As per last year, I’ll be sharing projections for every team in the NFL. I use past production in specific roles for each team’s scheme to work out realistic production profiles. You can see how accurate I was in 2017 in my IDP Projection Marking series.
The Rams were one of the biggest shock teams of 2017. Sean McVay came in as a fresh-faced young force of nature and transformed them from perpetual losers straight into electric contenders. Regardless of the offensive magic, hiring Wade Phillips was a big part of the turnaround and the Rams were a good (if unflashy) defense that deserved January football.
It sounds from coaches and OTA reports as if Ndamukong Suh will play nose tackle in this scheme. He’s not been a classic nose through his career but he certainly has the capacity to play that role and Coach Phillips will almost certainly adapt the approach anyway. Ethan Westbrooks in 2017 was very much a classic nose and he’ll retain a role on running downs and certain situations anyway.
Back to Suh – he’s in his thirties now and it’s been a while since he had a truly impactful season as a pass rusher. Last year, he managed 43 total pressures. Aaron Donald, meanwhile, finished with 91. The prediction of just two sacks here could well be too low but it reflects just how tough it is to generate pressure when lined up over center in a three-man front. Suh won’t be there all the time but it’s still hard to invest in an aging tackle in a 3-4 scheme.
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Aaron Donald remains the best interior pass-rusher in the league. Whether he should be called an end or a tackle is debatable but it doesn’t matter for us. MFL classify him as an end so that’s what he is. It speaks volumes about his ability that he can still produce enough stats to be a useful IDP from his 3-tech spot.
Michael Brockers is an underrated player and may well be third in playing time on this line. Assuming Suh moves around somewhat, Brockers will also have to react but he’s the most flexible player on the unit anyway. He’s not going to be a star but if he can play a lot next to Donald and Suh, there will be opportunities.
If you read this series a year ago you know what’s coming here: Phillips has a history of not producing top linebackers. His scheme is simply not conducive to it.
A year ago, this article predicted Mark Barron to manage 51 solos and Alec Ogletree 72. The IDP world thought this was hilariously low for Ogletree in particular. Ogletree ended up with just 63 solos in the end (Baron hit 72).
The same thing is coming this season. Barron is likely to regress a little bit and is ownable but only worth starting in deeper leagues.
Cory Littleton is the clubhouse leader for the second job but is being overrated by fantasy owners who think that being a starting linebacker is enough to generate value.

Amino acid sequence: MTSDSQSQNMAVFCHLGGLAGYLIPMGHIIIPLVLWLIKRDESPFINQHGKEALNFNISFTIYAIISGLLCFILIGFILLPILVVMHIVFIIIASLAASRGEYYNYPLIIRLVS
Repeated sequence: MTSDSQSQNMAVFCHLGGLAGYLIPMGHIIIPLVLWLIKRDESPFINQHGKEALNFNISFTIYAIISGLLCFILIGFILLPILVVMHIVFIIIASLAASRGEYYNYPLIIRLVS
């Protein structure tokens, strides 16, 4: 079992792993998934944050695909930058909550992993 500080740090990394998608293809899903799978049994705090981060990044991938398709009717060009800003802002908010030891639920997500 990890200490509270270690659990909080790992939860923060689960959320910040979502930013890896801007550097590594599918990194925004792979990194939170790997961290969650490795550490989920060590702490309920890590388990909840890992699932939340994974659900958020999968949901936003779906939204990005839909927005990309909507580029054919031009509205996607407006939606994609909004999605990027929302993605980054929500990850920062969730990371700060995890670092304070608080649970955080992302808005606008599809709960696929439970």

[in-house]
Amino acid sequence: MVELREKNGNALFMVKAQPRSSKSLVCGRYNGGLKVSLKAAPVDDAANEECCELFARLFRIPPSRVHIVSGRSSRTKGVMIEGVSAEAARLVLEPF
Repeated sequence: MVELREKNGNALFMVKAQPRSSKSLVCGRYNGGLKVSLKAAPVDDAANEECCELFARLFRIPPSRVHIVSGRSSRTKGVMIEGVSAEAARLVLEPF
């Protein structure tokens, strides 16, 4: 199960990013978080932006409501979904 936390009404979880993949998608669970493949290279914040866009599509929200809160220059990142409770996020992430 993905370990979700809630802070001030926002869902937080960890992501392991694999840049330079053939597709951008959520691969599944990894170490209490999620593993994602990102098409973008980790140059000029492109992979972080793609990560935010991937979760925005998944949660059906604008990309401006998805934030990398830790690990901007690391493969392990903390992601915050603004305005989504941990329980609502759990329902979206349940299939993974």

Contrary to the players inside, Wade Phillips’ outside ‘backers are very effective. Matt Longacre is the only significant player to return with Conor Barwin and Robert Quinn gone. He should get first looks but he played just 378 defensive snaps in 2017: a long way from a full-time season.
Samson Ebukam looks to play on the other side in his second season and is priced cheaply at the moment. Ogbonnia Okoronkwo has some potential but he was a fifth-round pick. The chances of him being effective as a rookie are slim.
The Rams acquired two stars at corner in the off-season in Aqib Talib and Marcus Peters. They’re very different players. Talib (even at his age) is a pure cover corner with a physical streak. Peters is a gambler who loves to make plays on the ball and will gamble to do so. Neither are likely to be good options in tackle-heavy leagues but Peters will retain value in leagues that value cover plays and returns. Unfortunately, name value works against them by meaning they’re likely perceived well above their value. Remember, even many IDP fans are not well versed in corners. Both are good options to sell right now.
Nickell Robey-Coleman is the slot DB in an example of nominative determinism that remains hilarious. He’s a good player and has name value but is unlikely to be startable.
For some reason, John Johnson and Lamarcus Joyner have both received plenty of hype this off-season. It’s too much for both players but interesting to see. In Johnson’s case, it’s because people think he’s a strong safety. That’s what Pro Football Reference lists him as after all. The reality is there is no strong safety here. The Rams play a lot of two-deep shells. With the two outside corners they have this year, the safeties are likely again to both be deep much of the time. This obviously harms their tackle opportunity.
With Joyner, the hype is more about how good he was in NFL terms in 2017. He certainly was good but he still only managed 39 solos and ten assists. If he can play more than 688 snaps then his counting stats will go up but he’s unlikely to be a starting safety given the lack of efficiency his job carries.
Aaron Donald. Was there ever any doubt? Donald might be the best player in the NFL. Ignore the debate about what is an end and what is a tackle and just glory in his sheer productiveness.
Cory Littleton. There are a number of players who could qualify here but given how highly “starting linebackers” are valued Littleton has the most opportunity to make his owners sad.
Samson Ebukam. This is definitely a gamble what that’s what a dark horse pick is. Ebukam had a really solid draft season and position even though he didn’t get much hype. Phillips is an excellent coach for producing pass rushers and Ebukam has a great chance to perform given the lack of competition.
It’s going to to be a fun defense to watch. There’s been a ton of hype about it being a dream team with the corner and Suh signings but this is still a deeply flawed unit. The linebackers and safeties are obvious sells if you can get value but it’s still likely to be a good unit across the board.
Thanks for reading.